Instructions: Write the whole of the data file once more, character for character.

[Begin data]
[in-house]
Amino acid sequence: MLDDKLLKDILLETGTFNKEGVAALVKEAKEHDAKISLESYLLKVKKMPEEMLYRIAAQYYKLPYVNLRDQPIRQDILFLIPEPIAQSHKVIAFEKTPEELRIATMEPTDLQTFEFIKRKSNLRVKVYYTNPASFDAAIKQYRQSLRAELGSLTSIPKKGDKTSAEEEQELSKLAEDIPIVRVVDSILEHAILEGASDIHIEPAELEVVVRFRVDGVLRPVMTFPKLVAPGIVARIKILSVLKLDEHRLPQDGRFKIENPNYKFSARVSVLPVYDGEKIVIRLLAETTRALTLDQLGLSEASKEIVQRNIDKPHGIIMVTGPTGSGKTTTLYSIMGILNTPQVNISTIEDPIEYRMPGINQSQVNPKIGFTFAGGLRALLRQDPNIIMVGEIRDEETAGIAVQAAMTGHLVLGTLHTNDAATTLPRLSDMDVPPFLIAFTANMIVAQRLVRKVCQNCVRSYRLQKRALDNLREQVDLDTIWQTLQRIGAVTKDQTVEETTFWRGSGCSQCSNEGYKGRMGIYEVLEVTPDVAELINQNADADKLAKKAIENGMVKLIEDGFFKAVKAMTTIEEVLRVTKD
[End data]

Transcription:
[in-house]
Amino acid sequence: MLDDKLLKDILLETGTFNKEGVAALVKEAKEHDAKISLESYLLKVKKMPEEMLYRIAAQYYKLPYVNLRDQPIRQDILFLIPEPIAQSHKVIAFEKTPEELRIATMEPTDLQTFEFIKRKSNLRVKVYYTNPASFDAAIKQYRQSLRAELGSLTSIPKKGDKTSAEEEQELSKLAEDIPIVRVVDSILEHAILEGASDIHIEPAELEVVVRFRVDGVLRPVMTFPKLVAPGIVARIKILSVLKLDEHRLPQDGRFKIENPNYKFSARVSVLPVYDGEKIVIRLLAETTRALTLDQLGLSEASKEIVQRNIDKPHGIIMVTGPTGSGKTTTLYSIMGILNTPQVNISTIEDPIEYRMPGINQSQVNPKIGFTFAGGLRALLRQDPNIIMVGEIRDEETAGIAVQAAMTGHLVLGTLHTNDAATTLPRLSDMDVPPFLIAFTANMIVAQRLVRKVCQNCVRSYRLQKRALDNLREQVDLDTIWQTLQRIGAVTKDQTVEETTFWRGSGCSQCSNEGYKGRMGIYEVLEVTPDVAELINQNADADKLAKKAIENGMVKLIEDGFFKAVKAMTTIEEVLRVTKD